College Rank Back in Top 50

Lianna Brown ’22, News Editor

In a national ranking of liberal arts colleges, Dickinson rose from 51st to 46th. Tied with six other universities at 46th, this is the first year that Dickinson has been in the top 50 since 2015.

The study, published by U.S. News & World Report, was released on Sept. 9 and is a review of data from 2018. According to the U.S. News & World Report website, they use several factors to give schools a score and then rank them based on each school’s score. U.S. News & World Report uses graduation and retention rates, class sizes, salaries of faculty, financial resources, student excellence and alumni giving to create scores. 

In 2018 U.S. News & World Report added a new category to their rankings called social mobility, and this year they replaced the use of acceptance rates with social mobility. According to the U.S. News & World Report website, this category measures the graduation rate of Pell Grant recipients and compares the six-year graduation rate of Pell Grant recipients to non-Pell Grant recipients. Brenda Bretz, vice president for institutional effectiveness and inclusivity explained that Dickinson “did very well there [in the social mobility category], so not looking at the acceptance rate[s] and replacing it with the social mobility definition and rating really benefited us [Dickinson] and kept usand kept us at 51st last year.” 

Bretz explained that another possible reason that Dickinson moved up in the rankings this year was because Dickinson hit its graduation rate prediction. U.S. News & World Report uses a predicted six-year graduation rate based on the profile of the entering first-year class for the year. Bretz explained that “if we hit it or exceed it [the graduation rate], that’s a good thing, if we’re under […] then we’re penalized. This year we hit it, so this year we actually hit the predicted rate for graduation that they’ve done for us, in the past we’ve been under so that hurt us.”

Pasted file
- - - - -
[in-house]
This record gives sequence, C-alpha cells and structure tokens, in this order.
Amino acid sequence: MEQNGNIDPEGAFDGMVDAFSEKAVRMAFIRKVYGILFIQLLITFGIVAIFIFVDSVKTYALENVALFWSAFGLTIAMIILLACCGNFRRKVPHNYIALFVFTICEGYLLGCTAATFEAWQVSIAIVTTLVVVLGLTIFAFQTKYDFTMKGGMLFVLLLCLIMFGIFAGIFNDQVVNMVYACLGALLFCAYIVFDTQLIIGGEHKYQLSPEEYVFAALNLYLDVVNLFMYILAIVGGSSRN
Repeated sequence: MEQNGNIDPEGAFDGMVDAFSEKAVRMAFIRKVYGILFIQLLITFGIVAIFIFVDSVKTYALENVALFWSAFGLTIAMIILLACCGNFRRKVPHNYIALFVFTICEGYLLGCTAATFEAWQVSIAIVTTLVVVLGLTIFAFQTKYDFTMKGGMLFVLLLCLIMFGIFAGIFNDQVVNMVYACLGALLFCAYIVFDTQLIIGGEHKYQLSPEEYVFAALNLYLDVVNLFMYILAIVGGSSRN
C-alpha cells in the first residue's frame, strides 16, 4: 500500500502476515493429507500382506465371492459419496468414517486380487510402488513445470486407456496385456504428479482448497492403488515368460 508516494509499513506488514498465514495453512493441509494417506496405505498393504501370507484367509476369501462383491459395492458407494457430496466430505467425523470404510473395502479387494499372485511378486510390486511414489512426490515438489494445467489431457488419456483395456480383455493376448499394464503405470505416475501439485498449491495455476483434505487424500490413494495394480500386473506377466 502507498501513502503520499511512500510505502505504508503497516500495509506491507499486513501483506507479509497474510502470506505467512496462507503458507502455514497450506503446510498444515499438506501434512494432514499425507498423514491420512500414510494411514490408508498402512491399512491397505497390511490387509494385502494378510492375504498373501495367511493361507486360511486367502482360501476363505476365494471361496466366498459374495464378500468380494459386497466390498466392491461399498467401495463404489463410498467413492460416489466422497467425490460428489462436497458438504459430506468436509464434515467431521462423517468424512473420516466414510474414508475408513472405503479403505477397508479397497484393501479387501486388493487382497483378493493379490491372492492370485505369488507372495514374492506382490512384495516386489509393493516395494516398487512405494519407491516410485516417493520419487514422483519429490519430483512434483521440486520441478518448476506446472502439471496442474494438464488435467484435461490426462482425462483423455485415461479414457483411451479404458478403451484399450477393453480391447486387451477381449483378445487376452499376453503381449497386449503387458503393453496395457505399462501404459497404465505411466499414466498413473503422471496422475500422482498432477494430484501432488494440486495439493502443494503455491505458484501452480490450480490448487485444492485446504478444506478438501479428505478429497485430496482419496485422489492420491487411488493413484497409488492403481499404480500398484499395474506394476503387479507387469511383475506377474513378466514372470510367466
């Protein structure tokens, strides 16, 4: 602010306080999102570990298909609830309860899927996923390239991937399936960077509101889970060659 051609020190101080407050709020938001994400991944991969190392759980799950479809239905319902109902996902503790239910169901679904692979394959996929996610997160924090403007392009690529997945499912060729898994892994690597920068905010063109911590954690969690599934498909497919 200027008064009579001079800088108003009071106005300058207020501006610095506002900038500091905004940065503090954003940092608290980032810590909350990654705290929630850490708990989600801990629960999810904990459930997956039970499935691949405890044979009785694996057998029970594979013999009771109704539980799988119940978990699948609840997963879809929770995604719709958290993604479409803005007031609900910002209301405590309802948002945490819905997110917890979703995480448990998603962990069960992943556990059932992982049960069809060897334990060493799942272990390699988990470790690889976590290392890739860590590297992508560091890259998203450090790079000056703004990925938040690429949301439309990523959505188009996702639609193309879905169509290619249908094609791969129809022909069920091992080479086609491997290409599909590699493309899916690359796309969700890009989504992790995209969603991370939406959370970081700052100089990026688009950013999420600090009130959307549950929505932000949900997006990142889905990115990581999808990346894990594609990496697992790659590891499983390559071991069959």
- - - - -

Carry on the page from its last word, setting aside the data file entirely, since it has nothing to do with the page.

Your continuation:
Bretz explained another reason for the change in ratings is that “they [U.S. News & World Report] revised the cost of living index they used to look at faculty salaries across all institutions, they were using an outdated cost of living index, so they were looking at places like Carlisle when they were booming years ago, so the cost of living was higher, so they readjusted that and I think that helped us because it put us in line with what the cost of living really is so the salaries make more sense.” 

While Dickinson moved up this year, Bretz explained that when students are surveyed, very few said that the ranking of the college was important to them. She explained, however, that we do not know how many students do not apply to Dickinson because of the ranking. “[The ranking system] is a shorthand way for families to develop their list. Being in the top 50 will get us on certain families’ list that we might not if they’re only using the top 50,” Bretz said. 

Neil Weissman, provost & dean of the college, expressed his dislike for the ranking system. “If you look at how they go about it, between twenty and thirty, there’s not really that big of a difference,” Weissman said, “…there are differences but if you’re looking at overall quality, then sorry the U.S. News [& World Report] rankings are fiction, number 33 or 44 are pretty much the same in terms of the broad experience.”

Students reacted to being in the top 50 with mixed responses. Andreea Rosu ’22 said, “I’m very happy about it I want it to go even higher!” Julia Synder ’20 said, “I think we can do better.”